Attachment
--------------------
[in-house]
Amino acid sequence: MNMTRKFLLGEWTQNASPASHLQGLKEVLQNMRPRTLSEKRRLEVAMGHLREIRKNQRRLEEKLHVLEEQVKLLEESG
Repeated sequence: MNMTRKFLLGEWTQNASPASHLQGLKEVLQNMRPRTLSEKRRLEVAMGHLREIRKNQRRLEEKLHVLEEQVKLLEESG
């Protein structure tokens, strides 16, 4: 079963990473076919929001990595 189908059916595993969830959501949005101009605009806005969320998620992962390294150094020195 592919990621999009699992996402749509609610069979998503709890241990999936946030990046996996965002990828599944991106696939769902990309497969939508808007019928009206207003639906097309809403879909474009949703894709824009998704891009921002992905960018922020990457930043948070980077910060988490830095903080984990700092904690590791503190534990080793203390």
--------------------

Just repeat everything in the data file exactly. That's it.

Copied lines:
[in-house]
Amino acid sequence: MNMTRKFLLGEWTQNASPASHLQGLKEVLQNMRPRTLSEKRRLEVAMGHLREIRKNQRRLEEKLHVLEEQVKLLEESG
Repeated sequence: MNMTRKFLLGEWTQNASPASHLQGLKEVLQNMRPRTLSEKRRLEVAMGHLREIRKNQRRLEEKLHVLEEQVKLLEESG
């Protein structure tokens, strides 16, 4: 079963990473076919929001990595 189908059916595993969830959501949005101009605009806005969320998620992962390294150094020195 592919990621999009699992996402749509609610069979998503709890241990999936946030990046996996965002990828599944991106696939769902990309497969939508808007019928009206207003639906097309809403879909474009949703894709824009998704891009921002992905960018922020990457930043948070980077910060988490830095903080984990700092904690590791503190534990080793203390």